Small tools from the Olorgesailie Acheulian sites: scraper, nosed and beaked forms, and a notched piece. Most artifacts, both large and small, are made of lavas from the vicinity of the lake basin. This selection is of obsidian, quartz and chert which were presumably brought in from more remote areas.
Excavations nearby disclosed the existence of a dense patch of artifacts that had not yet been cut into by erosion. This patch has a diameter of 12 - 15 m. and contains more than a tone of stone, which was apparently imported by early man. This is the site of DE/89 horizon B. The material has been concentrated by current action in part of the seasonal streambed in which the early humans camped.
However in one area, far inland from the lake, erosion has exposed a concentration of stone tools at a horizon between that dated to 1.3 and 1.6. This is the site RHS. Here Margaret Leakey and Glynn Isaac sort specimens from the eroded surface of this site.
An Olivine basalt flow in Humbu Formation tuffs. These tuffs are equivalent to the tuffs just above the mandible. The potassium-argon age of the lava thus helps to date the mandible (Isaac and Curtis, 1974).
Diagrams illustrating the stratigraphy and dating of the mandible. It was stratified below one lava dated at 1.3 million years and also below another one with normal polarity. This suggests Olduvai event age 1.8 - 1.6 million years (see Isaac and Curtis, 1974).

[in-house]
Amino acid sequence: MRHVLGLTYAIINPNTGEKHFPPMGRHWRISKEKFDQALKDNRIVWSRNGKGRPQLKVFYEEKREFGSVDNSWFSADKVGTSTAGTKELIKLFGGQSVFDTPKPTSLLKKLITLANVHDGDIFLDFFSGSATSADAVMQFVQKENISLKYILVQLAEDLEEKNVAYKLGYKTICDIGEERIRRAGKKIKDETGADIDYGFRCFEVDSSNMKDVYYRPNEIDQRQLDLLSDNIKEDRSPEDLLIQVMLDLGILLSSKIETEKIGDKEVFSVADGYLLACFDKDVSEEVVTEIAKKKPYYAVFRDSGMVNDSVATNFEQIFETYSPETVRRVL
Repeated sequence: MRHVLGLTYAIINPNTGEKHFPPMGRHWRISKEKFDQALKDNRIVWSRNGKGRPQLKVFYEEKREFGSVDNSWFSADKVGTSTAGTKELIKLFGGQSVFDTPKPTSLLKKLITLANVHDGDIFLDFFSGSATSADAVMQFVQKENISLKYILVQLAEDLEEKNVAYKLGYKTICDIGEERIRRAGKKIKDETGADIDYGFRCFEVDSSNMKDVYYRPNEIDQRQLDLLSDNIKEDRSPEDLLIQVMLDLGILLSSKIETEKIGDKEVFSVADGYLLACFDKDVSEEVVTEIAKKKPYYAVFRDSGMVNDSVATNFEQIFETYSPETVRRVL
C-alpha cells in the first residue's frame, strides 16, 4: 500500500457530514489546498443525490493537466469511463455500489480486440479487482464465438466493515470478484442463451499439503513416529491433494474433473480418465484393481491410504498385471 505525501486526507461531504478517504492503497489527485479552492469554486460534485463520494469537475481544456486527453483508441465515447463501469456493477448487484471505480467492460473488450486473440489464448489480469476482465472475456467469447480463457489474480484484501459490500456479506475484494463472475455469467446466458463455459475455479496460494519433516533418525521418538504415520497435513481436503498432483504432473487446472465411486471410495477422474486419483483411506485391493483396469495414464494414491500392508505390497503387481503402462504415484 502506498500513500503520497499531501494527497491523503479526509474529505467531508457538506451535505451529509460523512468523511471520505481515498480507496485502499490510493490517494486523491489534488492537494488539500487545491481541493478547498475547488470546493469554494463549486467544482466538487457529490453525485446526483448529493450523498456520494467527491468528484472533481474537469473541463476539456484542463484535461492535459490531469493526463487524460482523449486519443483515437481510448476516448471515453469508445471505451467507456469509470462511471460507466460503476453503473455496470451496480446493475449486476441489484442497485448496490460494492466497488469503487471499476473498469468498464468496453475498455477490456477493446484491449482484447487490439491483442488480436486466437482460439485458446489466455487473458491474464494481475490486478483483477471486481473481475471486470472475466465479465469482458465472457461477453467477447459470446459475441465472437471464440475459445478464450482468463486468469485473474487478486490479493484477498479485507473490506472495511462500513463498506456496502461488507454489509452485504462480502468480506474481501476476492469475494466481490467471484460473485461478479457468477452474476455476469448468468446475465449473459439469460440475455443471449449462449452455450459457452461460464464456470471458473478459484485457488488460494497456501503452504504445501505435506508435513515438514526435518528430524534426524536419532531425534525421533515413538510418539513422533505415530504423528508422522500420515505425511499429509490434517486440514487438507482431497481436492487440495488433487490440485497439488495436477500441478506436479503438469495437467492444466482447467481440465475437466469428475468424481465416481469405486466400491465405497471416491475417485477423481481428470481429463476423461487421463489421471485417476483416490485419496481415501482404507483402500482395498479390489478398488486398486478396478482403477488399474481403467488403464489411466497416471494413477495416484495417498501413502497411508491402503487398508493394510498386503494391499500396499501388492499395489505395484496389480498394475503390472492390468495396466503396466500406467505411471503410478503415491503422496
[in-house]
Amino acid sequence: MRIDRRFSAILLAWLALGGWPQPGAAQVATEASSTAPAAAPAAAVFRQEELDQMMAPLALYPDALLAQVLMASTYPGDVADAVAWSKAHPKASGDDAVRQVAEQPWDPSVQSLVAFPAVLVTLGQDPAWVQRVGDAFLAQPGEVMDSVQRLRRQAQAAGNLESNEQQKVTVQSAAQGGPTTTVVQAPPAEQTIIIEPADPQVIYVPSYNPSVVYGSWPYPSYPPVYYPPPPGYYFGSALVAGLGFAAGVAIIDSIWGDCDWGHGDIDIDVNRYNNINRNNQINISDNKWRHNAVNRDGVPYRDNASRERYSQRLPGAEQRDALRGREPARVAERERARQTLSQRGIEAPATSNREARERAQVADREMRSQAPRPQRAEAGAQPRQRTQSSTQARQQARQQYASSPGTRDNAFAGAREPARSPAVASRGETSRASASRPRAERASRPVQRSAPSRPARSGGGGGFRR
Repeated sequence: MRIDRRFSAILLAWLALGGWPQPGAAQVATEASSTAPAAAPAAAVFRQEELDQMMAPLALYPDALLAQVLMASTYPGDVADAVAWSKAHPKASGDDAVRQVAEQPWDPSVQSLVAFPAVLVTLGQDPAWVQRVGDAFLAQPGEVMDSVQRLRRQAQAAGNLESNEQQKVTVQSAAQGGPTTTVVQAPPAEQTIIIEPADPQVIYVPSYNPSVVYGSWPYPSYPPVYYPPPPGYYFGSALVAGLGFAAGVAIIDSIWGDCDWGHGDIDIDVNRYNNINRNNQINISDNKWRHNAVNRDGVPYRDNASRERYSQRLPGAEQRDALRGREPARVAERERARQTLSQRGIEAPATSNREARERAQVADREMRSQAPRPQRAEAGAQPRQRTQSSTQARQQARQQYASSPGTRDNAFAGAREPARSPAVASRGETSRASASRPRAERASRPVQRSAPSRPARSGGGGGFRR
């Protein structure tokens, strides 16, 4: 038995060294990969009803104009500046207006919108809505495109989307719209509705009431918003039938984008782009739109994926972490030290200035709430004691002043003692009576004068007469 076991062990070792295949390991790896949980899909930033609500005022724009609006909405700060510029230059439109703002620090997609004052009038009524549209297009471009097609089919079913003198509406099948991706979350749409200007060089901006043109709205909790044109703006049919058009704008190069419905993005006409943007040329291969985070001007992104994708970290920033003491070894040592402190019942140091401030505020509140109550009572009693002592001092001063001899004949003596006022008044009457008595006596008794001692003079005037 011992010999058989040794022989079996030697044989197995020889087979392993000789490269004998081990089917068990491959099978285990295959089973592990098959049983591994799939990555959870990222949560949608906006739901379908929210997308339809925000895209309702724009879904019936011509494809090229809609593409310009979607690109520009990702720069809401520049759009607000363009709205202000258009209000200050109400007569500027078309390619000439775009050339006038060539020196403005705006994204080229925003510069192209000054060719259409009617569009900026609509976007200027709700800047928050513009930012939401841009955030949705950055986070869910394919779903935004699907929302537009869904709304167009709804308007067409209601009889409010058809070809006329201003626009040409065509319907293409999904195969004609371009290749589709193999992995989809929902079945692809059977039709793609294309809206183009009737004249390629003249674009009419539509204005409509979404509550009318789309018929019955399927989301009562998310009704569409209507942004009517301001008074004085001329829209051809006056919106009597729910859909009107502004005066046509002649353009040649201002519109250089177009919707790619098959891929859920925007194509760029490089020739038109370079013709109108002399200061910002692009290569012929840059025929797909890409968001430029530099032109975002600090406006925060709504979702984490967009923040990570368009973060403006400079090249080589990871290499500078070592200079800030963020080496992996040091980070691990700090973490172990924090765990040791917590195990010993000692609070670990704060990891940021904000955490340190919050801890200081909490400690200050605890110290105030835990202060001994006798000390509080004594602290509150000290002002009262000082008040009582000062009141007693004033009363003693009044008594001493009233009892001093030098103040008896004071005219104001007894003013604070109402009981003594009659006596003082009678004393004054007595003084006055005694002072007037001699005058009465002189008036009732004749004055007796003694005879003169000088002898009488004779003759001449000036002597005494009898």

The fault scarps cut the Lower Pleistocene Peninj Group sediments so that some outcrops are down in the Natron trough as seen here, while others over large areas of the plateau above. The Peninj australopithecine jaw was found in the eroded area seen here.
A closer view of the fault scarp plus a Pleiocene volcano, Mozonik, that projects through a flood of lavas. Behind is the active volcano Lengai which has been built up entirely since the period in which the Peninj beds were deposited.
Air view of the escarpment that runs parallel to the western shore of the lake. The faults creating this scarp have moved mainly since the deposition of the Peninj fossiliferous beds. The plain above runs through a gap to join with the Serengeti at Olduvai Gorge, which is only about 30 miles away.
View from the north end of Lake Natron. The active volcano Lengai can be seen in the far distance. The modern delta of the Peninj River can be seen projecting into the lake from the right. The flower is a desert rose (Adensonia sp.)
Excavating a Gal-dies camp that had been buried by sand a short while after occupation had ended. The fishing group had chosen this spot because the ephemeral water course provided comfortable sand to sit on. The small stream then flooded, burying the discarded flood refuse and the hearth. The situation involves many parallels with the KBS site. Ms. Diane Gifford (left rear) conducted the study and will publish detailed reports.
The eastern shores of Lake Turkana (Rudolf) are inhabited by mobile groups of fishers, the Gal-dies, who are a segment of the mainly pastoral and agricultural Dassanetch. A fisherman in a dugout canoe.
Site KBS (Kay Behrensmeyer Site): A schematic reconstruction of the paleogeographic setting of the sites KBS and HAS in a delta floodplain just inland of a swampy lakeshore with lagoon (this reconstruction is subject to some revision as a result of more recent geological work).